“It’s said that during this time [between Rosh Hashanah and Yom Kippur], the Book of Life is open and it’s decided who will live and who will die this year,” writes blogger Derek Powazek, whose posts focus on being young and Jewish. “As a kid, I imagined it like Santa’s list of naughty and nice, just with more severe consequences.” For many Americans, whether they’re Christian or Jewish, a desire to compare Christmas and Yom Kippur might very well be the result of the popularization of the song “Santa Claus is Coming to Town” and its lyrical focus on reward and punishment. But does a Christmas-Yom Kippur analogy actually make sense?
Tishrei is among the most well-known months on the Hebrew calendar because it contains the High Holidays and marks the beginning of the year. Or so it seems. Indeed, to modern-day Jews, Rosh Hashanah is considered the Jewish New Year. But traditionally, the Hebrew calendar actually has four “New Year” days: the first of Tishrei (Rosh Hashanah); the first of Nisan; the 15th of Shevat (Tu B’Shevat, or the New Year of trees); and the first of Elul, the New Year of animal tithes (taxation). The Torah specifically names Nisan as the first month of the Jewish calendar. So where did Tishrei come from, and how did it gain New Year status?
The holiest day on the Jewish calendar isn’t among the 10 holiest days on the United Nations calendar. But Israel and many other countries hope that changes by the time next year’s Day of Atonement arrives. In July, U.N. ambassadors from 32 countries wrote a letter to a U.N. General Assembly committee that urged the recognition of Yom Kippur as an official U.N. holiday. The committee begins deliberating on the Yom Kippur issue this month, with a possible decision coming by December. “[The recognition of Yom Kippur] can be an issue that bridges divisions and speaks to the universal values we all hold closely, including reconciliation, forgiveness, and tolerance,” Yotam Goren, a diplomat who works for Israel’s U.N. mission, told JNS.org.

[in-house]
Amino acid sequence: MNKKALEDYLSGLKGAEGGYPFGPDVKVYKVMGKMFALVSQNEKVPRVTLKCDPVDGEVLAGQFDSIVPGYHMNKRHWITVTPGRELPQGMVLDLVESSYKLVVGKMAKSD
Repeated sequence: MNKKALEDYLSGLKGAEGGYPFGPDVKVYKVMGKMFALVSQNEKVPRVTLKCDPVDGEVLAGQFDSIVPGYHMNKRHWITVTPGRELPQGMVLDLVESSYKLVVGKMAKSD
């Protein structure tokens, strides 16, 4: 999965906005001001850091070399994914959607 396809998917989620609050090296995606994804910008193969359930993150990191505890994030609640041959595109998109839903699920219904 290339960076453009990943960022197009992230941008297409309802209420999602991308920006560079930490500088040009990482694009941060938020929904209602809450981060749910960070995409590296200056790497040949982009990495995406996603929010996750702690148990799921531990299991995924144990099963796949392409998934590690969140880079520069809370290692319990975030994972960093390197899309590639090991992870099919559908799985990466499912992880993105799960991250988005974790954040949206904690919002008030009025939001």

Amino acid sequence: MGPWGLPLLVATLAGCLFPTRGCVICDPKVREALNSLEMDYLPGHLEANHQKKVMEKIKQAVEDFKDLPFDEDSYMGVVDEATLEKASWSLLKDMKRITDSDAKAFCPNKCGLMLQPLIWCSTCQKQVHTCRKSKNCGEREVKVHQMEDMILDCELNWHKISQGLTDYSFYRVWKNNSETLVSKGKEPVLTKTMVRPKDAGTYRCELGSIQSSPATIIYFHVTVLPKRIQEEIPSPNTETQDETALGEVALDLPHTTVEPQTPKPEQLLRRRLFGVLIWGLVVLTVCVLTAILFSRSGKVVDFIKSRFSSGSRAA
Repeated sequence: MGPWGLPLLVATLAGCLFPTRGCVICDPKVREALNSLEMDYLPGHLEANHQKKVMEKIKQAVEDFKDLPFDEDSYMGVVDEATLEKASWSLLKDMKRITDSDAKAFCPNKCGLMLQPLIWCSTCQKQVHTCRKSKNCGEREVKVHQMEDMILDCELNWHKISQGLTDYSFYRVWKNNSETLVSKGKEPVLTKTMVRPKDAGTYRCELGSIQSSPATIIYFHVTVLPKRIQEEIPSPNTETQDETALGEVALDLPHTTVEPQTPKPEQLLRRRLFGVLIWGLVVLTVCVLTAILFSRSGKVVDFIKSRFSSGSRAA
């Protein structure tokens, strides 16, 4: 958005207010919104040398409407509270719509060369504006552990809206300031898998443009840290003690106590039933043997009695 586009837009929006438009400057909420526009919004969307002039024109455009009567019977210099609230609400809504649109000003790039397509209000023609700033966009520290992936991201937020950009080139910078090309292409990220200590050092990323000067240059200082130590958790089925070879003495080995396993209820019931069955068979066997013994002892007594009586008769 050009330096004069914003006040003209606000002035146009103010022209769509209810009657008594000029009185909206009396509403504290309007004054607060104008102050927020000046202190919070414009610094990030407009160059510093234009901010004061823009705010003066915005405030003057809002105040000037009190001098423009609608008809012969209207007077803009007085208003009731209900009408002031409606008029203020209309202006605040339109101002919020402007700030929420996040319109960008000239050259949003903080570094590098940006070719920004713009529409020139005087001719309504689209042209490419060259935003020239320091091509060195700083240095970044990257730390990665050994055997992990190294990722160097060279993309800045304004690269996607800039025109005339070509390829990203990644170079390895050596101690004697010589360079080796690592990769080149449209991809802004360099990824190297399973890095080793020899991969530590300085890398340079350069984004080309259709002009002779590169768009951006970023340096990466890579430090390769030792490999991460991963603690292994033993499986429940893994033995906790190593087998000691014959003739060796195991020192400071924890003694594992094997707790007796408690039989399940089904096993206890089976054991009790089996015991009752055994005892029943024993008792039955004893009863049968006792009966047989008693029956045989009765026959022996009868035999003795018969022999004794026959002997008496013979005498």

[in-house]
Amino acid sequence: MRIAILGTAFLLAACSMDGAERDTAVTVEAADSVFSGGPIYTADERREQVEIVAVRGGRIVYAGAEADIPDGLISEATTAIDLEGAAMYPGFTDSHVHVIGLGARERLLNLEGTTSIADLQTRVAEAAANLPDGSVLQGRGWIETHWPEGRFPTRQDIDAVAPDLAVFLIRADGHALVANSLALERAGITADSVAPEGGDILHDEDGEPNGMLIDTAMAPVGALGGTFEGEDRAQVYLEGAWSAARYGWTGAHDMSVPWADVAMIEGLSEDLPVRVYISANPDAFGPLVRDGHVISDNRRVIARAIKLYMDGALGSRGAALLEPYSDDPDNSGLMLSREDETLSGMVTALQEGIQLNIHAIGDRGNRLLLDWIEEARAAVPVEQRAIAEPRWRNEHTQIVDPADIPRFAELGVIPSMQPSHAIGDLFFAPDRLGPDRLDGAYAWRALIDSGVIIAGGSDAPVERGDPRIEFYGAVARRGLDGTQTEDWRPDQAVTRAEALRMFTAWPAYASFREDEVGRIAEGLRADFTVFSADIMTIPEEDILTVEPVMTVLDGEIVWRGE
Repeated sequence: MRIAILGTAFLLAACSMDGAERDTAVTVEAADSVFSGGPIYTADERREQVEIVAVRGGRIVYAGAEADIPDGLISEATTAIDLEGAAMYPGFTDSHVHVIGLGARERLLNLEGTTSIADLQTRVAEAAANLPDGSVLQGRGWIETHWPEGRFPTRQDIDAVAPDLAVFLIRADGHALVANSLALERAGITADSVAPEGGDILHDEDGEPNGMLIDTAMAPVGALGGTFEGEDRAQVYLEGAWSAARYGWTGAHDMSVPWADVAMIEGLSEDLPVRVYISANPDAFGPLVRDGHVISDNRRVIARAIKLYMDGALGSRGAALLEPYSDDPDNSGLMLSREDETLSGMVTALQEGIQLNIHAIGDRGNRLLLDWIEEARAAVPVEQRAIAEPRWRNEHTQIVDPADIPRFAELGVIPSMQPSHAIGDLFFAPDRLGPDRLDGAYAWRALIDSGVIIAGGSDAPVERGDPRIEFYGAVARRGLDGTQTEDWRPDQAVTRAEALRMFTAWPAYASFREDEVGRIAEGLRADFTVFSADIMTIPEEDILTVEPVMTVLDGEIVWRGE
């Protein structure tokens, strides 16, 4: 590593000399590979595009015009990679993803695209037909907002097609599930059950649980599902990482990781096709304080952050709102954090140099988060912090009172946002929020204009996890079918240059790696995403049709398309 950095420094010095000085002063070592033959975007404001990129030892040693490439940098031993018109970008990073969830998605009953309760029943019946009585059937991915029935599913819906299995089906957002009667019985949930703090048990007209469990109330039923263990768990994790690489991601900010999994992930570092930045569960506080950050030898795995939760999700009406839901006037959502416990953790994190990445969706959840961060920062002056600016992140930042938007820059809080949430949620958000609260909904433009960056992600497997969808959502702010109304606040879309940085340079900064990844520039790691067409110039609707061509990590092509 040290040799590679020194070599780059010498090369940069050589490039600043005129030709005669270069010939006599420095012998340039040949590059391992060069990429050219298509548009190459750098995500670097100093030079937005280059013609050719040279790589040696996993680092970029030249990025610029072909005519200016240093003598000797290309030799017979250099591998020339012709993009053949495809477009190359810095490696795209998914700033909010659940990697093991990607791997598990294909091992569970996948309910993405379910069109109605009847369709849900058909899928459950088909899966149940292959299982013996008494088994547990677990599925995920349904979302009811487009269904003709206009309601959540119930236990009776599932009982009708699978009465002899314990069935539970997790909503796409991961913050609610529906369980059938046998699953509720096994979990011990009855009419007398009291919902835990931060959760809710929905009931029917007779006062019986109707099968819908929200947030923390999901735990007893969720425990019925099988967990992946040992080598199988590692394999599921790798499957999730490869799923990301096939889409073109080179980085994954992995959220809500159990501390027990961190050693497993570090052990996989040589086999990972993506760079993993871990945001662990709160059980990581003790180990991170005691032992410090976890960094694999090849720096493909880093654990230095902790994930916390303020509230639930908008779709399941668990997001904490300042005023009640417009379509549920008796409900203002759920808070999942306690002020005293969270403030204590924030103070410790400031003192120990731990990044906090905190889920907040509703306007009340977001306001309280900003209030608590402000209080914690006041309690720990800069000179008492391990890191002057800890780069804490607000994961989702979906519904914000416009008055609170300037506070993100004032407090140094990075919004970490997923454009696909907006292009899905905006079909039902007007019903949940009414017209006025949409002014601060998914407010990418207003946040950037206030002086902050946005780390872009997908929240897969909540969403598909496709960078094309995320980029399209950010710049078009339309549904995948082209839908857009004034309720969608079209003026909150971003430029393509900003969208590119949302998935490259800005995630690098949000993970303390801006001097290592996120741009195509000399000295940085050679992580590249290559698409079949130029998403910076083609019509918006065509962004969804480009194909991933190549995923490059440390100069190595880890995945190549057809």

Regardless of what they do the rest of the day, many Jews fast on Yom Kippur. But why? “When we walk around with a full belly, we develop a sort of haughtiness, a sense of self-satisfaction,” says Rabbi Avi Moshel of Jerusalem. “So in the 25 hours of fasting, we actually put ourselves in a state of humility.”
“Teshuva” means “to return” in Hebrew, but in the context of the High Holidays it refers to repentance. A unique case of those seeking to return and repent, or “do teshuva,” are Jews who become less observant but later decide to return to their roots. Last year’s much-debated Pew Research Center survey of U.S. Jews found that 52 percent of Jews raised Orthodox no longer consider themselves to be so. But while a gloom-and-doom picture of rising assimilation seemed to be most observers’ takeaway from the Pew study, the journey of Jews who actually return to an observant lifestyle after initially leaving it behind is a more common storyline than one might think.
How many Rosh Hashanah services have you spent in the hallway chatting with your friends? Or maybe you’ve even done it quietly in the back of the sanctuary, bemoaning the length of the rabbi’s speech or the operatic performance of the cantor, which to you has little meaning or attraction. “The real problem with all services is not that they are too long, it is that people are not engaged by the service,” says Rabbi Randall J. Konigsburg of Temple Beth El in Birmingham, Ala.